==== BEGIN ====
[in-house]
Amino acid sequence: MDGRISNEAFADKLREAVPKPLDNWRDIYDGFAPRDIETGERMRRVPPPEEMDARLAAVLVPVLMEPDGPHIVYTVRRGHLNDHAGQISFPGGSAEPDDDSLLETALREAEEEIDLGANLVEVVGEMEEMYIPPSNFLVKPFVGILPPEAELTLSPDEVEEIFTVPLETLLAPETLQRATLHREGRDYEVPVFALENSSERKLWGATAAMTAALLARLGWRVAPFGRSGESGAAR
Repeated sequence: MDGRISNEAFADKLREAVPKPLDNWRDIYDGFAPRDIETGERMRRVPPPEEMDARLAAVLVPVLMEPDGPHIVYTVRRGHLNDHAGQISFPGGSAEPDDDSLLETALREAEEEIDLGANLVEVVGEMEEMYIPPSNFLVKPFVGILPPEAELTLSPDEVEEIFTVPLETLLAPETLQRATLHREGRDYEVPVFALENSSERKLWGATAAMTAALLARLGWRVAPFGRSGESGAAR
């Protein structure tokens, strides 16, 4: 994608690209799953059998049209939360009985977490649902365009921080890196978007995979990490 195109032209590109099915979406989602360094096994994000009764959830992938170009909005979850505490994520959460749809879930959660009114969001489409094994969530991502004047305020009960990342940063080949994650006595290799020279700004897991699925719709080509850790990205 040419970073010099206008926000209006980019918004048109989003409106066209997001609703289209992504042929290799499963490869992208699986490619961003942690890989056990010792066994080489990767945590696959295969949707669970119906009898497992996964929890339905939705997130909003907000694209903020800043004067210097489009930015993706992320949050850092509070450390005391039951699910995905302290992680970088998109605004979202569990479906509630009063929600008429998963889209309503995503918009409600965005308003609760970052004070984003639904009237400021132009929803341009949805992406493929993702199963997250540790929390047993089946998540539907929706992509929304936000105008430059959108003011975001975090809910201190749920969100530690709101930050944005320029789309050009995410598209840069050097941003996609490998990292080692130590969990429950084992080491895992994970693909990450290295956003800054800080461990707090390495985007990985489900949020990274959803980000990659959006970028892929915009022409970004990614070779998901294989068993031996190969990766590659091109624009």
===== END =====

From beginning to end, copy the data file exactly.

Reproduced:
[in-house]
Amino acid sequence: MDGRISNEAFADKLREAVPKPLDNWRDIYDGFAPRDIETGERMRRVPPPEEMDARLAAVLVPVLMEPDGPHIVYTVRRGHLNDHAGQISFPGGSAEPDDDSLLETALREAEEEIDLGANLVEVVGEMEEMYIPPSNFLVKPFVGILPPEAELTLSPDEVEEIFTVPLETLLAPETLQRATLHREGRDYEVPVFALENSSERKLWGATAAMTAALLARLGWRVAPFGRSGESGAAR
Repeated sequence: MDGRISNEAFADKLREAVPKPLDNWRDIYDGFAPRDIETGERMRRVPPPEEMDARLAAVLVPVLMEPDGPHIVYTVRRGHLNDHAGQISFPGGSAEPDDDSLLETALREAEEEIDLGANLVEVVGEMEEMYIPPSNFLVKPFVGILPPEAELTLSPDEVEEIFTVPLETLLAPETLQRATLHREGRDYEVPVFALENSSERKLWGATAAMTAALLARLGWRVAPFGRSGESGAAR
């Protein structure tokens, strides 16, 4: 994608690209799953059998049209939360009985977490649902365009921080890196978007995979990490 195109032209590109099915979406989602360094096994994000009764959830992938170009909005979850505490994520959460749809879930959660009114969001489409094994969530991502004047305020009960990342940063080949994650006595290799020279700004897991699925719709080509850790990205 040419970073010099206008926000209006980019918004048109989003409106066209997001609703289209992504042929290799499963490869992208699986490619961003942690890989056990010792066994080489990767945590696959295969949707669970119906009898497992996964929890339905939705997130909003907000694209903020800043004067210097489009930015993706992320949050850092509070450390005391039951699910995905302290992680970088998109605004979202569990479906509630009063929600008429998963889209309503995503918009409600965005308003609760970052004070984003639904009237400021132009929803341009949805992406493929993702199963997250540790929390047993089946998540539907929706992509929304936000105008430059959108003011975001975090809910201190749920969100530690709101930050944005320029789309050009995410598209840069050097941003996609490998990292080692130590969990429950084992080491895992994970693909990450290295956003800054800080461990707090390495985007990985489900949020990274959803980000990659959006970028892929915009022409970004990614070779998901294989068993031996190969990766590659091109624009």